With exit day less than seven months away, one of the perceived obstacles to a second Brexit referendum is time. Here, in the second in a series of posts on the mechanics of a second referendum, Jess Sargeant, Alan Renwick and Meg Russell discuss the constraints, concluding a new referendum could be held much more quickly than previous polls but a delay to exit day would most likely still be needed.
In order for a referendum to be held in the UK, various processes must be completed, all of which take time. Many political commentators have dismissed the possibility of a second referendum on Brexit on the basis that there is insufficient time to hold one before the UK leaves the European Union, citing the EU referendum’s 13-month timetable as evidence of its impossibility. By contrast, many proponents of a ‘People’s Vote’ have argued that time is not a problem: earlier this month Vince Cable argued that a referendum could be legislated for ‘in a matter of weeks’.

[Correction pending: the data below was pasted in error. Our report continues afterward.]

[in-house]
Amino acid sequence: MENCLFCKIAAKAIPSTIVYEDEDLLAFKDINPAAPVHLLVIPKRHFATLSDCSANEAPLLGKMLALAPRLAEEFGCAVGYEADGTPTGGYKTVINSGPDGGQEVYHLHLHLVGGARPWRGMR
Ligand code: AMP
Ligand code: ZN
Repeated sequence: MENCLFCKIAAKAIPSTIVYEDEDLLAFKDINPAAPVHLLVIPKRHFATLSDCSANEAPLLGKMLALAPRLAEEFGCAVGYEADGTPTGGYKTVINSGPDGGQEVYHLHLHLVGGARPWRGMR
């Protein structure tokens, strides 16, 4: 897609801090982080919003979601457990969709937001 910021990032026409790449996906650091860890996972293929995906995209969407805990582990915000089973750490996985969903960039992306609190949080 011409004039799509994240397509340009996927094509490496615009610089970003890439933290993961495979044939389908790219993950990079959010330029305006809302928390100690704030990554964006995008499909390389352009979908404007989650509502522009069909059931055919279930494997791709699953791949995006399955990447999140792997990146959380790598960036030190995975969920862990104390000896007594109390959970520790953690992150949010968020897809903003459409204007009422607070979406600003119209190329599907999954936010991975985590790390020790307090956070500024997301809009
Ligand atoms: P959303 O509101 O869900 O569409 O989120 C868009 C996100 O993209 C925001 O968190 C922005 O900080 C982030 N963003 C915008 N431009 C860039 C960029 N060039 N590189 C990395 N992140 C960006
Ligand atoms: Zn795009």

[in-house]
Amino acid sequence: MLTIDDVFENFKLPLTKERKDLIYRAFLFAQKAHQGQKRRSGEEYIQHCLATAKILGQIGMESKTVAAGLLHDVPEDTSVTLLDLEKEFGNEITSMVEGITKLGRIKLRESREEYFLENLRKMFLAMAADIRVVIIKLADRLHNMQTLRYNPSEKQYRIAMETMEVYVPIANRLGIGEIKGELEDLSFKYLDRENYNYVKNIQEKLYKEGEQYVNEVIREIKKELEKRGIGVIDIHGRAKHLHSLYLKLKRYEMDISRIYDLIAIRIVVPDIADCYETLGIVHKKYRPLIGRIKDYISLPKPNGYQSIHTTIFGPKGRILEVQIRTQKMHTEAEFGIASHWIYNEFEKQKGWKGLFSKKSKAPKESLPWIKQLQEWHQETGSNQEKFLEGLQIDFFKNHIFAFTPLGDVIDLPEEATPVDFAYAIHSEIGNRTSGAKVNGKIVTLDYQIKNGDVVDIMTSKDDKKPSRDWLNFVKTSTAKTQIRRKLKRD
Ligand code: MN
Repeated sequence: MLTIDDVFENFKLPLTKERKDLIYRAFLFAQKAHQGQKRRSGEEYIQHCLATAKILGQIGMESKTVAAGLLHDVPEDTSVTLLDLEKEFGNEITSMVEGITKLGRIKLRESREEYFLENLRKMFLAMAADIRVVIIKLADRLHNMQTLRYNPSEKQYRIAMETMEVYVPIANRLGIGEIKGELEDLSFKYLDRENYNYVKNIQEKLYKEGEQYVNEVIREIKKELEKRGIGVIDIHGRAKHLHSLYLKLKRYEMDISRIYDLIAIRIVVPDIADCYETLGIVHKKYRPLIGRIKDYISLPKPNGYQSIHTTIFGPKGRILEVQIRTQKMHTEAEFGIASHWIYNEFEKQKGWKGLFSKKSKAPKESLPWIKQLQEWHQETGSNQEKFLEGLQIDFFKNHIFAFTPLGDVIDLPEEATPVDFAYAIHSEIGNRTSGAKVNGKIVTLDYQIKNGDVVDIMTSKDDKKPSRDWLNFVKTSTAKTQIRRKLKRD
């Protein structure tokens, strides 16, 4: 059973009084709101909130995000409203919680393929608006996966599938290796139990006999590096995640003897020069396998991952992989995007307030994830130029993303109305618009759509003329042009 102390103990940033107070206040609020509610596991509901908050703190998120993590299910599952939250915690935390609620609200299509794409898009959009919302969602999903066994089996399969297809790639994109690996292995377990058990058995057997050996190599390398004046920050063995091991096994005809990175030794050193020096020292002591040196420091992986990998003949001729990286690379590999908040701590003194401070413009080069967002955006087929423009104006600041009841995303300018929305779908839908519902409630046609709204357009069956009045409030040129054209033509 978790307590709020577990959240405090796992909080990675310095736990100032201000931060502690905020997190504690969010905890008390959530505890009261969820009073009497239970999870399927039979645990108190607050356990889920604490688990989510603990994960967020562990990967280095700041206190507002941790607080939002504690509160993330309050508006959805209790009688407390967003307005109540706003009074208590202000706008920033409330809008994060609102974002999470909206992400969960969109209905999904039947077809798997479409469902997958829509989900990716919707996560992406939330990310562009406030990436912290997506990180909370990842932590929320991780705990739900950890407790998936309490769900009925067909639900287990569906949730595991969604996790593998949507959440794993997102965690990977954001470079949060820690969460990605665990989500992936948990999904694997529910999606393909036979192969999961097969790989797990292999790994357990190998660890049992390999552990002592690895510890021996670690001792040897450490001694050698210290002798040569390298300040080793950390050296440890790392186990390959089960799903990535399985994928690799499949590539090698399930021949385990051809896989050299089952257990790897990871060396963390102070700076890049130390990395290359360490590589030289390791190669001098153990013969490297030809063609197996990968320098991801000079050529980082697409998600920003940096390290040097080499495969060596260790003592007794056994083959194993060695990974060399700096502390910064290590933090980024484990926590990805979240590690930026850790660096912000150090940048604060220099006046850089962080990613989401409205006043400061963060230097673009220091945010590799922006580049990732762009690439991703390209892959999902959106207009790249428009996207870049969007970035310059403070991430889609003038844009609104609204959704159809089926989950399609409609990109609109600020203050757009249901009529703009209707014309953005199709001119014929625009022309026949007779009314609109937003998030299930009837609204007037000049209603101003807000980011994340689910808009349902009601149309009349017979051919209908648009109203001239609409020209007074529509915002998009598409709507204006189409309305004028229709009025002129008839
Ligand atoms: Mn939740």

The reality lies somewhere between these two positions: while the timing is challenging, it does not present an unsurmountable obstacle to a referendum.
What is required for a referendum to be held in the UK?
- Legislation – Primary legislation is needed to provide the legal basis for the referendum and to specify details that are not in standing legislation, including the referendum question, the franchise, the date of the referendum, and the conduct rules for the poll (although the latter two are often ultimately left to secondary legislation).
- Question testing – The Electoral Commission has a statutory duty to assess the ‘intelligibility’ of the referendum question, a process that usually takes 12 weeks.
- Preparation for the poll itself – The Electoral Commission and local officials need time to prepare for administering the poll and regulating campaigners. The Commission recommends that the legislation should be clear at least six months before it is due to be complied with.
- Regulated referendum period – The UK’s referendum legislation – the Political Parties, Elections and Referendums Act (PPERA) – specifies a minimum 10-week campaign period, during which campaign regulation applies.